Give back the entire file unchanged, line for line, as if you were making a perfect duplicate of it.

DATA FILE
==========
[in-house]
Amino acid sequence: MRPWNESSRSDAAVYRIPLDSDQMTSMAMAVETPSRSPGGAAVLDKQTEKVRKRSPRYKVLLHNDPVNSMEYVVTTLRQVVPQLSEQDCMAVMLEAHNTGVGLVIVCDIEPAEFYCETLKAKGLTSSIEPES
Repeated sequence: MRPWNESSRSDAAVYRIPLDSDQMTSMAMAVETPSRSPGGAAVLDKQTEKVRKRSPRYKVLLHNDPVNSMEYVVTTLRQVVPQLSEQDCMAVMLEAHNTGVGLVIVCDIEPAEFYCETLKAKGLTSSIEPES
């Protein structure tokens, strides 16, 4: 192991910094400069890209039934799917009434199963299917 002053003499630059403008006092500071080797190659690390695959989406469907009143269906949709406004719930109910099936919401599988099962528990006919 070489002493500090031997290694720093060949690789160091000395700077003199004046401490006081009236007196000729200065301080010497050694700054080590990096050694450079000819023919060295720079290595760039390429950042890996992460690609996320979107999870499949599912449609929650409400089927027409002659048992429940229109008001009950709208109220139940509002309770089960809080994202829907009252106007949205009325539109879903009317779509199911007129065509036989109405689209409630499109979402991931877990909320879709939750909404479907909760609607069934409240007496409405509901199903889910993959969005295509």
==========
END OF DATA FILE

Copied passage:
[in-house]
Amino acid sequence: MRPWNESSRSDAAVYRIPLDSDQMTSMAMAVETPSRSPGGAAVLDKQTEKVRKRSPRYKVLLHNDPVNSMEYVVTTLRQVVPQLSEQDCMAVMLEAHNTGVGLVIVCDIEPAEFYCETLKAKGLTSSIEPES
Repeated sequence: MRPWNESSRSDAAVYRIPLDSDQMTSMAMAVETPSRSPGGAAVLDKQTEKVRKRSPRYKVLLHNDPVNSMEYVVTTLRQVVPQLSEQDCMAVMLEAHNTGVGLVIVCDIEPAEFYCETLKAKGLTSSIEPES
């Protein structure tokens, strides 16, 4: 192991910094400069890209039934799917009434199963299917 002053003499630059403008006092500071080797190659690390695959989406469907009143269906949709406004719930109910099936919401599988099962528990006919 070489002493500090031997290694720093060949690789160091000395700077003199004046401490006081009236007196000729200065301080010497050694700054080590990096050694450079000819023919060295720079290595760039390429950042890996992460690609996320979107999870499949599912449609929650409400089927027409002659048992429940229109008001009950709208109220139940509002309770089960809080994202829907009252106007949205009325539109879903009317779509199911007129065509036989109405689209409630499109979402991931877990909320879709939750909404479907909760609607069934409240007496409405509901199903889910993959969005295509």